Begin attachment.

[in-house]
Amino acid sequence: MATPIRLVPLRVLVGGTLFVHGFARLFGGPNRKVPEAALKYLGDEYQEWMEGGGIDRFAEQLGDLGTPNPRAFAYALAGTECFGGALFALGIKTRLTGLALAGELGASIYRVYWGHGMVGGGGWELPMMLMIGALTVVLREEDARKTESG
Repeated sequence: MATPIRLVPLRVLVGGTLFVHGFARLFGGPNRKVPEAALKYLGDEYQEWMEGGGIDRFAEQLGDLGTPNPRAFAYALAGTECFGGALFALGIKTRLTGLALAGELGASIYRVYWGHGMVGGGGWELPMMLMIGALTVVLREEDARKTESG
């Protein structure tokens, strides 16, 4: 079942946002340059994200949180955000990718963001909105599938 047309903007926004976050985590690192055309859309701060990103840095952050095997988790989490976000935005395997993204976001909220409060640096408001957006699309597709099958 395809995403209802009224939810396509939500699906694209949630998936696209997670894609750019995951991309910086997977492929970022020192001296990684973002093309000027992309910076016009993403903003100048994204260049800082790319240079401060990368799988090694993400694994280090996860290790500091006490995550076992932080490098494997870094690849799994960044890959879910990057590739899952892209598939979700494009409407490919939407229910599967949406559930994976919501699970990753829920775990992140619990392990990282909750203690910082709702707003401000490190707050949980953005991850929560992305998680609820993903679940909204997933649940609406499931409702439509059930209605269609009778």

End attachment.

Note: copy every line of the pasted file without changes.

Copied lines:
[in-house]
Amino acid sequence: MATPIRLVPLRVLVGGTLFVHGFARLFGGPNRKVPEAALKYLGDEYQEWMEGGGIDRFAEQLGDLGTPNPRAFAYALAGTECFGGALFALGIKTRLTGLALAGELGASIYRVYWGHGMVGGGGWELPMMLMIGALTVVLREEDARKTESG
Repeated sequence: MATPIRLVPLRVLVGGTLFVHGFARLFGGPNRKVPEAALKYLGDEYQEWMEGGGIDRFAEQLGDLGTPNPRAFAYALAGTECFGGALFALGIKTRLTGLALAGELGASIYRVYWGHGMVGGGGWELPMMLMIGALTVVLREEDARKTESG
């Protein structure tokens, strides 16, 4: 079942946002340059994200949180955000990718963001909105599938 047309903007926004976050985590690192055309859309701060990103840095952050095997988790989490976000935005395997993204976001909220409060640096408001957006699309597709099958 395809995403209802009224939810396509939500699906694209949630998936696209997670894609750019995951991309910086997977492929970022020192001296990684973002093309000027992309910076016009993403903003100048994204260049800082790319240079401060990368799988090694993400694994280090996860290790500091006490995550076992932080490098494997870094690849799994960044890959879910990057590739899952892209598939979700494009409407490919939407229910599967949406559930994976919501699970990753829920775990992140619990392990990282909750203690910082709702707003401000490190707050949980953005991850929560992305998680609820993903679940909204997933649940609406499931409702439509059930209605269609009778």